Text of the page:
QMS Consulting

Isabelle Murphy got herself through college by doing product demonstrations at the Macy’s in Herald Square at New York. It was her first chance to try out something different from the typical office job, something that would help her to sharpen her sales and people skills. When she first started, she was replacing a man who had a reputation for being incredibly good at the product demonstrations. He was an actor. Everytime he got up to show off one of the products he was selling, there would be a throng of people watching the demo. So when he had to go to do an off-Broadway show, Isabelle came to replace him as a temporary sales person – just a “warm body there.”

Isabelle remembered, “My style was very different. I talked to each of the customers who came up and watched and I asked questions about what they were looking for, what were their interests, and what kinds of things they were doing. And then what I would do, based on that information, was talk to them about the different products that I was selling and how it would help them.” It was solution selling at its best. Focusing on each individual person, Isabelle threw the idea of a large show out the window.

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For instance, one time, a man came up to her looking for a present for his wife. Isabelle suggested a fry pan. The man was confused. Why would he want to give a fry pan as a gift to his wife? She suggested that the fry pan was a symbol that he and the boys wanted to make life easier for her and step up their duties in the house. She then told him to buy some perfume as a second gift to represent how beautiful she is. He bought the fry pan, and Isabelle went off to another customer. A week later, the man came back, complimented the fry pan that she suggested, and then bought the whole set!

It turns out, after the original salesman came back from his off-Broadway show, Isabelle had sold just as much as he had, even though she didn’t have the crowds of excited people waiting for demonstrations. It was a transformative experience. The lessons that she learned from stepping back, taking time to understand where people came from, and then using that information to come up with sales suggestions would stay with her for the years to come.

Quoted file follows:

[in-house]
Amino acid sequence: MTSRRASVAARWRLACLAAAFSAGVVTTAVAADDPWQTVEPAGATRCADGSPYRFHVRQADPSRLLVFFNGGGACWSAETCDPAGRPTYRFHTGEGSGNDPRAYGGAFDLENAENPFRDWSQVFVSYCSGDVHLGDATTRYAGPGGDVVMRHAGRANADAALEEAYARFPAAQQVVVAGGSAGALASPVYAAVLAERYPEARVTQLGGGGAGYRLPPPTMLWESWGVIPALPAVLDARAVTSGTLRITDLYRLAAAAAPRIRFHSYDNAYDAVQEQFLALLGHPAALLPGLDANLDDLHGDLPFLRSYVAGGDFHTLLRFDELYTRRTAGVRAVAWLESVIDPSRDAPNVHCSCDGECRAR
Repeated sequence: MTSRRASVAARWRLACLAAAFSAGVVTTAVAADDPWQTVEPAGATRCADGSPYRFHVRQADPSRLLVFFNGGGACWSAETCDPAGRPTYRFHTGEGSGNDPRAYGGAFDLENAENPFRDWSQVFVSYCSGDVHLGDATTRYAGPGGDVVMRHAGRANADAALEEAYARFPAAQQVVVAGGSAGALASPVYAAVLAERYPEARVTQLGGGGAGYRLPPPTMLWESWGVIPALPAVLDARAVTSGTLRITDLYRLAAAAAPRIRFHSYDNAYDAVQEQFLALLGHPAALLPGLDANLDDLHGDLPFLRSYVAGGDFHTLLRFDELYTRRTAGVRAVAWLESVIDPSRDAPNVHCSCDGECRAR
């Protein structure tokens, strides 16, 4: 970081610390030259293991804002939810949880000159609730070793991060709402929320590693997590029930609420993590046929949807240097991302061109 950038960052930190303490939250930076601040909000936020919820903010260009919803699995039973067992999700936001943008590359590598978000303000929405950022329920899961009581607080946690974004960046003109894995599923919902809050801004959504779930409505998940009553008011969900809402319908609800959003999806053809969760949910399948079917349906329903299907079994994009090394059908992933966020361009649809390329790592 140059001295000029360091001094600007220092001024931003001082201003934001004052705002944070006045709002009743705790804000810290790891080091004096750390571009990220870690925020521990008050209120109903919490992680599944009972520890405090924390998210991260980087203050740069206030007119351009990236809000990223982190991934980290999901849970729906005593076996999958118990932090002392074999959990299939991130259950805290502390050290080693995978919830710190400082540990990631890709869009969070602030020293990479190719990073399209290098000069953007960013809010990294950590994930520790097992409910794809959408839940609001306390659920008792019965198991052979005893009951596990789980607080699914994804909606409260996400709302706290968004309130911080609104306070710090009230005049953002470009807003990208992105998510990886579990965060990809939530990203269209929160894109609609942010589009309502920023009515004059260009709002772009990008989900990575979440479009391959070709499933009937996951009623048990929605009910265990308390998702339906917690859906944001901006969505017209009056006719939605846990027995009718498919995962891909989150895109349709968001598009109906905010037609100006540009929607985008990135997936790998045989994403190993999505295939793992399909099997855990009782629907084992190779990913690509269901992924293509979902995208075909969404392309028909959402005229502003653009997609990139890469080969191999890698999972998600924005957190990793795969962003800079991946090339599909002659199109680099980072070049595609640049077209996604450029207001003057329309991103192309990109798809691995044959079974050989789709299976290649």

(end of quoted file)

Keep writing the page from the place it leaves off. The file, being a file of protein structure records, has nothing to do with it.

It was in her thirteenth year working for Kodak when she found her original sales skill set kick in in a different way. She had been doing sales management, and corporate had created a new business division that she and several others moved to. After she got trained and subsequent groups were coming on, they asked for somebody to help do training for these people, so she stepped up to the job and began.

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It became apparent that she was well suited for running these training programs. The training revolved around solution selling for customers, through active listening and questions, matching them up to a product that fit their needs. These programs were run on a tight, set curriculum, and as time went on Isabelle realized that the key to actually helping these people was not just providing them with a set of basic skills to use, but a real awareness for how to use them. She quit her job. Shifting her focus, she wanted to run her own development programs that would concentrate more on the attitude and behavioral changes that helped people become not only better sales people, but better leaders.

She observed that the traits people looked for in leaders were also present in successful salespeople: understanding the customer and what is important to them, how to meet needs, what the company wants, and how to present it. So she decided to focus more on leadership and team development, pivoting away from her previous work in sales.

She started part-time, taking care of her young children at home and running the programs on the side. As her both her kids and business grew, she began to delve into her company more and it turned consulting into a fulltime job.

Starting the business, her sales experience from the past had suddenly become incredibly useful, but selling a program to businesses was different from selling to consumers. For starters, it was much more complex. Isabelle observed that “the level of complexity triples based on the number of people who are involved because of the individual personalities.” Moreover, the biggest obstacle she had to overcome was gaining credibility.

She pointed out that a lot of other firms could make an “ego sell”, leveraging their ethos and big name to get clients. It was hard to compete against those types of people, but Isabelle found out that if she could get past the initial bias and demonstrate how valuable her service was, it made the process of closing a sale much easier.